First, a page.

Carl Zimmer discusses yet more research on the hobbit, the possibly-new species of Homo (H. floresiensis) revealed in bones found a few years ago in Indonesia. Last time I touched on the subject, the research was suggesting that the bones were a microcephalic human.
But new research (PNAS paper not yet online) on a collection of microcephalic human brains indicates that they all share traits that are absent in normal human brains. Features on the H. floresiensis skull suggest that the traits were also absent on H. floresiensis brains. Does this mean the hobbits might actually be a new species? The back-and-forth of the research is really quite exciting, although I wish it could happen in intervals shorter than six months.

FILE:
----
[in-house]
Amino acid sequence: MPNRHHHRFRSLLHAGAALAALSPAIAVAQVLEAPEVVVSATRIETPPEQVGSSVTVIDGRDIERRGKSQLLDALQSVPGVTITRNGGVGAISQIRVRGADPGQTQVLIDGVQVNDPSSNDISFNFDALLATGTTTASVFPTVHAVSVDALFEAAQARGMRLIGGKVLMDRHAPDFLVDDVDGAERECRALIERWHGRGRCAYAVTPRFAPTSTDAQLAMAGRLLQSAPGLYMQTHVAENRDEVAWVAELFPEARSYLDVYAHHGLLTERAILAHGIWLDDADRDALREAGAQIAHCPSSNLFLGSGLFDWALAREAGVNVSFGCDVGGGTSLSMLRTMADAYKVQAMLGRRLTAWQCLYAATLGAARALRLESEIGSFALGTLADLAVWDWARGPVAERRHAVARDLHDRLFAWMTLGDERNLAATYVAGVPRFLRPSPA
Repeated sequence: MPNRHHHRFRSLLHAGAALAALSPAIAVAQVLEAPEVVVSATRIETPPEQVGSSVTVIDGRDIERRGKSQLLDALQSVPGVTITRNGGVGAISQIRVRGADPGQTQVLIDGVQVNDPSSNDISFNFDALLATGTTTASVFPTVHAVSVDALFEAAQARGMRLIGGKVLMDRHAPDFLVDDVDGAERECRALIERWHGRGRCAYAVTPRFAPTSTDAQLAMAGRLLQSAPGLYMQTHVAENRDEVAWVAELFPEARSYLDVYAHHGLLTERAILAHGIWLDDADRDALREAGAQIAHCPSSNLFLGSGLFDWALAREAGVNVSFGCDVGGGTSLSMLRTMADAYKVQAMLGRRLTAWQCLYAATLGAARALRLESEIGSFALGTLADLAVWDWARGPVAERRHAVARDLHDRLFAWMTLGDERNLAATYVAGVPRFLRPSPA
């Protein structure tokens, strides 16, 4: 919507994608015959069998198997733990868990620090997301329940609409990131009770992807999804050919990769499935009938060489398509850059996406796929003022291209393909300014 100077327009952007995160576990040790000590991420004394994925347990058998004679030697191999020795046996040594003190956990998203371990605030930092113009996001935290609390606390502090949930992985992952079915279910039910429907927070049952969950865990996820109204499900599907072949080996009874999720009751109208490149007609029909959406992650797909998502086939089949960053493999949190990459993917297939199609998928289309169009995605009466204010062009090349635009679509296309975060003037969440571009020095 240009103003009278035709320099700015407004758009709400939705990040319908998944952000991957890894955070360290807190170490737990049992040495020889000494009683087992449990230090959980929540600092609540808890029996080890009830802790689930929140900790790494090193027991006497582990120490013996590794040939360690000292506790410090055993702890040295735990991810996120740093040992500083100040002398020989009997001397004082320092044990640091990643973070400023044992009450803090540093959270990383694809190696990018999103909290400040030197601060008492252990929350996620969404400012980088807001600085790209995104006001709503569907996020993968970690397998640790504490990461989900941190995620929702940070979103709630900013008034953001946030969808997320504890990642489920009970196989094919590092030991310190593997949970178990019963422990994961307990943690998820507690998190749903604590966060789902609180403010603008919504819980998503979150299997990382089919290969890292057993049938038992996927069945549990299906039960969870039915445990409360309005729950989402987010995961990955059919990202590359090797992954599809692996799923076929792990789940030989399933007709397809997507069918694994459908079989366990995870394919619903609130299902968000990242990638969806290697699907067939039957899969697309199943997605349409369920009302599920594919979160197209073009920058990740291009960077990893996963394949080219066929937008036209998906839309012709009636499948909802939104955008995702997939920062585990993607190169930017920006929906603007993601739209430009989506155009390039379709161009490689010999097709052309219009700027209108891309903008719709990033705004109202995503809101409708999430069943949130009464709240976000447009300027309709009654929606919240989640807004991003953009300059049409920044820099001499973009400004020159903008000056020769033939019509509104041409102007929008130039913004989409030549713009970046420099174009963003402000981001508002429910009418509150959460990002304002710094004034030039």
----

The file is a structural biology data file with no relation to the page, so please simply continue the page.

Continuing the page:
Zimmer also mentions research that answers a critical question I had. Sadly, researchers have so far been unable to extract DNA from the bones. But there is still reason to hope. As Zimmer points out, new information about H. floresiensis could be just around the corner, involving new analyses and the hunt for new fossils. New analyses of known bones will probably just draw out the back and forth of the microcephalic/not-microcephalic debate. But new fossils could possibly offer a decisive answer. I’m re-crossing my fingers and hoping for some DNA results, which seem to me to be the surest way to settle the issue.